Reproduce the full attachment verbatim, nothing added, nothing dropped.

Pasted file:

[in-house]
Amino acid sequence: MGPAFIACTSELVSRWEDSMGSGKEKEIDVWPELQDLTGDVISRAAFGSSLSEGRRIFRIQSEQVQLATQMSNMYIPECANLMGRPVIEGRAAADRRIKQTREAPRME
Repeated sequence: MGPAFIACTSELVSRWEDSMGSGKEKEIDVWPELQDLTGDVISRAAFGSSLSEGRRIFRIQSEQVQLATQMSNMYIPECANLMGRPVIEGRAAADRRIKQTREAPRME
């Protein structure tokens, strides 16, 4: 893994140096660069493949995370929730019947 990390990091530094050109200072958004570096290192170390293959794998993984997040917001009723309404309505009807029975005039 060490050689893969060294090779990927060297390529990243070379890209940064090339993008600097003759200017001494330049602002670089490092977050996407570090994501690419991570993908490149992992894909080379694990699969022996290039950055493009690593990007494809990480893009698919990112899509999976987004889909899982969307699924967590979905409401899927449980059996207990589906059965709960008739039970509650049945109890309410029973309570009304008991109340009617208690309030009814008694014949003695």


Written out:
[in-house]
Amino acid sequence: MGPAFIACTSELVSRWEDSMGSGKEKEIDVWPELQDLTGDVISRAAFGSSLSEGRRIFRIQSEQVQLATQMSNMYIPECANLMGRPVIEGRAAADRRIKQTREAPRME
Repeated sequence: MGPAFIACTSELVSRWEDSMGSGKEKEIDVWPELQDLTGDVISRAAFGSSLSEGRRIFRIQSEQVQLATQMSNMYIPECANLMGRPVIEGRAAADRRIKQTREAPRME
């Protein structure tokens, strides 16, 4: 893994140096660069493949995370929730019947 990390990091530094050109200072958004570096290192170390293959794998993984997040917001009723309404309505009807029975005039 060490050689893969060294090779990927060297390529990243070379890209940064090339993008600097003759200017001494330049602002670089490092977050996407570090994501690419991570993908490149992992894909080379694990699969022996290039950055493009690593990007494809990480893009698919990112899509999976987004889909899982969307699924967590979905409401899927449980059996207990589906059965709960008739039970509650049945109890309410029973309570009304008991109340009617208690309030009814008694014949003695």